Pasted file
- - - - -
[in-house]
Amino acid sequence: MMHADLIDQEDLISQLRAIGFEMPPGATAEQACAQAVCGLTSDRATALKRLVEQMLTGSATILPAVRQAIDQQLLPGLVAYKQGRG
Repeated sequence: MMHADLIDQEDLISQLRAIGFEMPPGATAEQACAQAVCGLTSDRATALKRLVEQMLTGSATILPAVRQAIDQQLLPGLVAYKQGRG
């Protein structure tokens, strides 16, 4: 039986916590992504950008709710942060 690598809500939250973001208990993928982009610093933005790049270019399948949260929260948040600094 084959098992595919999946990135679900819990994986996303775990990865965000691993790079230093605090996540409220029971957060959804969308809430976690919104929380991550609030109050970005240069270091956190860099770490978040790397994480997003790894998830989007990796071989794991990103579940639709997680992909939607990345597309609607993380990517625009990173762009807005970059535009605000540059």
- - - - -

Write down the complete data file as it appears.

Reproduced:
[in-house]
Amino acid sequence: MMHADLIDQEDLISQLRAIGFEMPPGATAEQACAQAVCGLTSDRATALKRLVEQMLTGSATILPAVRQAIDQQLLPGLVAYKQGRG
Repeated sequence: MMHADLIDQEDLISQLRAIGFEMPPGATAEQACAQAVCGLTSDRATALKRLVEQMLTGSATILPAVRQAIDQQLLPGLVAYKQGRG
């Protein structure tokens, strides 16, 4: 039986916590992504950008709710942060 690598809500939250973001208990993928982009610093933005790049270019399948949260929260948040600094 084959098992595919999946990135679900819990994986996303775990990865965000691993790079230093605090996540409220029971957060959804969308809430976690919104929380991550609030109050970005240069270091956190860099770490978040790397994480997003790894998830989007990796071989794991990103579940639709997680992909939607990345597309609607993380990517625009990173762009807005970059535009605000540059």